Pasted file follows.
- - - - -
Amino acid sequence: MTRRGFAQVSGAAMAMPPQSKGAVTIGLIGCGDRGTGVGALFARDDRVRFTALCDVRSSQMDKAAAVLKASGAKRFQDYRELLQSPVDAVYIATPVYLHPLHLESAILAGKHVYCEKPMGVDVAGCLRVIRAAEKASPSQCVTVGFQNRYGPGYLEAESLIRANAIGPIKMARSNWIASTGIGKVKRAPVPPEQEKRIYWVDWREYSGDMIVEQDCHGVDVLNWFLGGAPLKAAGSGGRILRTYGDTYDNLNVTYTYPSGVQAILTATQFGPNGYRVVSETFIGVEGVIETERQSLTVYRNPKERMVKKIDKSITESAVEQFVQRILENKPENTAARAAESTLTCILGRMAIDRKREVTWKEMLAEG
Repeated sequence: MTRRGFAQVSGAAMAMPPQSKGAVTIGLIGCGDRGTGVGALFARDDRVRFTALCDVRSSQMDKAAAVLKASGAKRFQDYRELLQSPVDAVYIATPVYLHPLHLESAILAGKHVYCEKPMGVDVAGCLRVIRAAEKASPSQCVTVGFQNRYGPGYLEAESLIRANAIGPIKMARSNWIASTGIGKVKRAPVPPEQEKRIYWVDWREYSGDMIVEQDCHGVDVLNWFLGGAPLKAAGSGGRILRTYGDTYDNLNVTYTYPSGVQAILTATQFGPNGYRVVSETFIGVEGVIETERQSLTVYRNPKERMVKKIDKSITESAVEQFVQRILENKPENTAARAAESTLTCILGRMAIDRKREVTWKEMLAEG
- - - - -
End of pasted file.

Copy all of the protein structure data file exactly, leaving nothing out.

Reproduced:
Amino acid sequence: MTRRGFAQVSGAAMAMPPQSKGAVTIGLIGCGDRGTGVGALFARDDRVRFTALCDVRSSQMDKAAAVLKASGAKRFQDYRELLQSPVDAVYIATPVYLHPLHLESAILAGKHVYCEKPMGVDVAGCLRVIRAAEKASPSQCVTVGFQNRYGPGYLEAESLIRANAIGPIKMARSNWIASTGIGKVKRAPVPPEQEKRIYWVDWREYSGDMIVEQDCHGVDVLNWFLGGAPLKAAGSGGRILRTYGDTYDNLNVTYTYPSGVQAILTATQFGPNGYRVVSETFIGVEGVIETERQSLTVYRNPKERMVKKIDKSITESAVEQFVQRILENKPENTAARAAESTLTCILGRMAIDRKREVTWKEMLAEG
Repeated sequence: MTRRGFAQVSGAAMAMPPQSKGAVTIGLIGCGDRGTGVGALFARDDRVRFTALCDVRSSQMDKAAAVLKASGAKRFQDYRELLQSPVDAVYIATPVYLHPLHLESAILAGKHVYCEKPMGVDVAGCLRVIRAAEKASPSQCVTVGFQNRYGPGYLEAESLIRANAIGPIKMARSNWIASTGIGKVKRAPVPPEQEKRIYWVDWREYSGDMIVEQDCHGVDVLNWFLGGAPLKAAGSGGRILRTYGDTYDNLNVTYTYPSGVQAILTATQFGPNGYRVVSETFIGVEGVIETERQSLTVYRNPKERMVKKIDKSITESAVEQFVQRILENKPENTAARAAESTLTCILGRMAIDRKREVTWKEMLAEG